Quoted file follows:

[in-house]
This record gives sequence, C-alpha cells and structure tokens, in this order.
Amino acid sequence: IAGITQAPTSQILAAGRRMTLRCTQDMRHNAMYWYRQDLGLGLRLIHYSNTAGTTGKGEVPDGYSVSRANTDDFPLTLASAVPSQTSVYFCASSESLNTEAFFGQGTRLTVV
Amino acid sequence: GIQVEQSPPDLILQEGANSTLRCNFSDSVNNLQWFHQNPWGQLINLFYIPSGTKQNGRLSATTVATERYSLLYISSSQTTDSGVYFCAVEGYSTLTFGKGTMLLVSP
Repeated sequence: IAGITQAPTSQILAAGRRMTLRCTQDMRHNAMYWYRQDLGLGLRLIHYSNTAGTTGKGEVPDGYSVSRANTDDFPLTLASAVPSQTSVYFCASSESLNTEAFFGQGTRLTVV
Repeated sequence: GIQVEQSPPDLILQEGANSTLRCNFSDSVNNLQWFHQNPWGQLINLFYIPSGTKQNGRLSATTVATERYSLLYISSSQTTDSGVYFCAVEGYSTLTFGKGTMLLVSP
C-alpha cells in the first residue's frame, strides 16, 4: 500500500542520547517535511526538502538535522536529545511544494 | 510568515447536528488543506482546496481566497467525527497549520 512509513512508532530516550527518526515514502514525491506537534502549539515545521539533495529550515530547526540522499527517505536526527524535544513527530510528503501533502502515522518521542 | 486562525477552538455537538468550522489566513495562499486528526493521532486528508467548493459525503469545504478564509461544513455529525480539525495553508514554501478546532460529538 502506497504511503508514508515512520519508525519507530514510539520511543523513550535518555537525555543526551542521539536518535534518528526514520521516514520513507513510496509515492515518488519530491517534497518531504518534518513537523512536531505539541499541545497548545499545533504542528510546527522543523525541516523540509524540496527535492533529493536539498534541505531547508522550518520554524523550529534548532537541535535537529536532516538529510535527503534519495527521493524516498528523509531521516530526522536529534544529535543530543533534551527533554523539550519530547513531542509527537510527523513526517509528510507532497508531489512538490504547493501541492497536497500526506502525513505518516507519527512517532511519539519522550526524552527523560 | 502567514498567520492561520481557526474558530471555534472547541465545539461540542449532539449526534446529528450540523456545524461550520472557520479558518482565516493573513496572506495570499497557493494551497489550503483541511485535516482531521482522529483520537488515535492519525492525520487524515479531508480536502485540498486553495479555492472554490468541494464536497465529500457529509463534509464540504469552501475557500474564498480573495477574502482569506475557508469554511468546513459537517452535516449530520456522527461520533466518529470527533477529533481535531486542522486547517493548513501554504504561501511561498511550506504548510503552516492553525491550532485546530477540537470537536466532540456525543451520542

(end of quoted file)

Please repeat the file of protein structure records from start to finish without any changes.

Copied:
[in-house]
This record gives sequence, C-alpha cells and structure tokens, in this order.
Amino acid sequence: IAGITQAPTSQILAAGRRMTLRCTQDMRHNAMYWYRQDLGLGLRLIHYSNTAGTTGKGEVPDGYSVSRANTDDFPLTLASAVPSQTSVYFCASSESLNTEAFFGQGTRLTVV
Amino acid sequence: GIQVEQSPPDLILQEGANSTLRCNFSDSVNNLQWFHQNPWGQLINLFYIPSGTKQNGRLSATTVATERYSLLYISSSQTTDSGVYFCAVEGYSTLTFGKGTMLLVSP
Repeated sequence: IAGITQAPTSQILAAGRRMTLRCTQDMRHNAMYWYRQDLGLGLRLIHYSNTAGTTGKGEVPDGYSVSRANTDDFPLTLASAVPSQTSVYFCASSESLNTEAFFGQGTRLTVV
Repeated sequence: GIQVEQSPPDLILQEGANSTLRCNFSDSVNNLQWFHQNPWGQLINLFYIPSGTKQNGRLSATTVATERYSLLYISSSQTTDSGVYFCAVEGYSTLTFGKGTMLLVSP
C-alpha cells in the first residue's frame, strides 16, 4: 500500500542520547517535511526538502538535522536529545511544494 | 510568515447536528488543506482546496481566497467525527497549520 512509513512508532530516550527518526515514502514525491506537534502549539515545521539533495529550515530547526540522499527517505536526527524535544513527530510528503501533502502515522518521542 | 486562525477552538455537538468550522489566513495562499486528526493521532486528508467548493459525503469545504478564509461544513455529525480539525495553508514554501478546532460529538 502506497504511503508514508515512520519508525519507530514510539520511543523513550535518555537525555543526551542521539536518535534518528526514520521516514520513507513510496509515492515518488519530491517534497518531504518534518513537523512536531505539541499541545497548545499545533504542528510546527522543523525541516523540509524540496527535492533529493536539498534541505531547508522550518520554524523550529534548532537541535535537529536532516538529510535527503534519495527521493524516498528523509531521516530526522536529534544529535543530543533534551527533554523539550519530547513531542509527537510527523513526517509528510507532497508531489512538490504547493501541492497536497500526506502525513505518516507519527512517532511519539519522550526524552527523560 | 502567514498567520492561520481557526474558530471555534472547541465545539461540542449532539449526534446529528450540523456545524461550520472557520479558518482565516493573513496572506495570499497557493494551497489550503483541511485535516482531521482522529483520537488515535492519525492525520487524515479531508480536502485540498486553495479555492472554490468541494464536497465529500457529509463534509464540504469552501475557500474564498480573495477574502482569506475557508469554511468546513459537517452535516449530520456522527461520533466518529470527533477529533481535531486542522486547517493548513501554504504561501511561498511550506504548510503552516492553525491550532485546530477540537470537536466532540456525543451520542